Learning to Say No

I like to say yes. When someone asks me to do something, my yes is almost automatic. I’m really good at the word yes. While agreeing to help with a favor or do something for you initially seems selfless, what I’m realizing is that saying yes when I should have said no is actually coming from a place of self-protection and even selfishness.

Yes is powerful. Yes puts me in charge. If you ask me to do something and I say yes, then I’ve created a positive interaction for us. I’m now included in whatever it is you wanted me to do. I’m now in charge of making that yes happen. Yes puts me in the driver’s seat of the situation.

Only later do I consider if I wanted to drive or even could drive. SNL had a skit this week about a thief trying to steal a classic car, and only once he was in the garage trying to drive away did everyone realize he couldn’t drive stick. He lurches around the garage for awhile to disastrous results. That’s what it feels like to be in a situation when I said yes when I should have said no.

In the moment though, I never want to say no. If I say no, I don’t know how you will react. No gives up control of the interaction. No is vulnerable. No is admitting I’m already overwhelmed, I’m already tired, I don’t have enough time. I can’t make you happy even though I want to. I am powerless.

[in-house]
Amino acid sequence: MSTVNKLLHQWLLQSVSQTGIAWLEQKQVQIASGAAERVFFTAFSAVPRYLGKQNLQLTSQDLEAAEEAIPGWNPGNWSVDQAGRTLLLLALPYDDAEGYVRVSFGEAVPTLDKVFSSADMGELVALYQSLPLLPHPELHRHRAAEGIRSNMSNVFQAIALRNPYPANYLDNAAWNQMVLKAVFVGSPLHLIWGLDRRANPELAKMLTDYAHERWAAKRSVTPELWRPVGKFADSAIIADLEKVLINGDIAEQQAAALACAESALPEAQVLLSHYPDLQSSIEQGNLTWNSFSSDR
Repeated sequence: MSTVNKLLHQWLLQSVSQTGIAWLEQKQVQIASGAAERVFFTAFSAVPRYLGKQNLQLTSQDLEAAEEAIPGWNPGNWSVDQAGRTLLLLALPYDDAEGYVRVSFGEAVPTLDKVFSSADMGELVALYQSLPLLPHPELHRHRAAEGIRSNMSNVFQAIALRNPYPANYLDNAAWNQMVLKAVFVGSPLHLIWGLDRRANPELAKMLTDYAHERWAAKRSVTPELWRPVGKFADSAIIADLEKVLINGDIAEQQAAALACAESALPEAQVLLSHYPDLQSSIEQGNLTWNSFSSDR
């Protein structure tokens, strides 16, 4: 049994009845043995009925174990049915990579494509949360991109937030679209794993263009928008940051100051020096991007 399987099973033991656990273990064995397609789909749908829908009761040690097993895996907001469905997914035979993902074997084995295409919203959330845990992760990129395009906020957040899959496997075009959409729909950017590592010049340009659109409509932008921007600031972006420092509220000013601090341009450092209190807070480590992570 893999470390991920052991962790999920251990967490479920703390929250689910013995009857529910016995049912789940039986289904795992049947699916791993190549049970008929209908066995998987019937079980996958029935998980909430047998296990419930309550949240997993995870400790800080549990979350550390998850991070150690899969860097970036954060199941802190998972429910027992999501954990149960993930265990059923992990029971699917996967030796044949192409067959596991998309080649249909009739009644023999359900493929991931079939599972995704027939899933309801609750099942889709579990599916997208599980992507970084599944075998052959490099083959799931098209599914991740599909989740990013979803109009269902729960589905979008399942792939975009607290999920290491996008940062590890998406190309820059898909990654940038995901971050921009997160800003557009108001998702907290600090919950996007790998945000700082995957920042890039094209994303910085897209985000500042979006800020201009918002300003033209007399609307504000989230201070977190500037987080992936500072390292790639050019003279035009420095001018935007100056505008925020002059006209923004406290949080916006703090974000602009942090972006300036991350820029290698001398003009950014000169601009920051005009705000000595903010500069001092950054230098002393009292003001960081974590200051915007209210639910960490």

No is telling you I can’t drive stick. Now I don’t get to be part of the heist.

But saying yes when I should have said no is really a lie. It’s me lying about what I’m able to do or what I want to do. It’s protecting my vulnerabilities, which means you don’t get to know me better. I’m denying a chance for connection and intimacy. A false yes is more interested in control than it is in connection.

And the truth always comes out. If comes out in my resentment, in my lack of follow through. It comes out in my lurching around in the garage, unable to steal the car. I’ve made the situation worse for both of us.

So I’m trying to learn to say no. And it’s a process.

First, I have to stop my automatic yeses. I have to pause and consider before I react.

Then, I have to learn to recognize the no. No, for me, feels like slight nausea and anger. I’m immediately resentful, as if you’ve told me I have to do the thing instead of asked me if I would. No doesn’t sound like no right now. It sounds like, “How dare you even ask that?” If I’m thinking that, then I need to say no.

Finally, I have to hold myself accountable to my yeses and my nos. No more saying yes in the moment and then flaking out later. If I say I’m going to do something now, I do it. And if I don’t agree to something, I don’t let myself get talked into it later.

I’m still learning. Sometimes I’m still lurching around the garage, pissed off and in trouble. But I’m recognizing that a well placed no when necessary is often much less of a problem then a false yes. It’s always better to forfeit being part of the heist than smashed in between the security doors.

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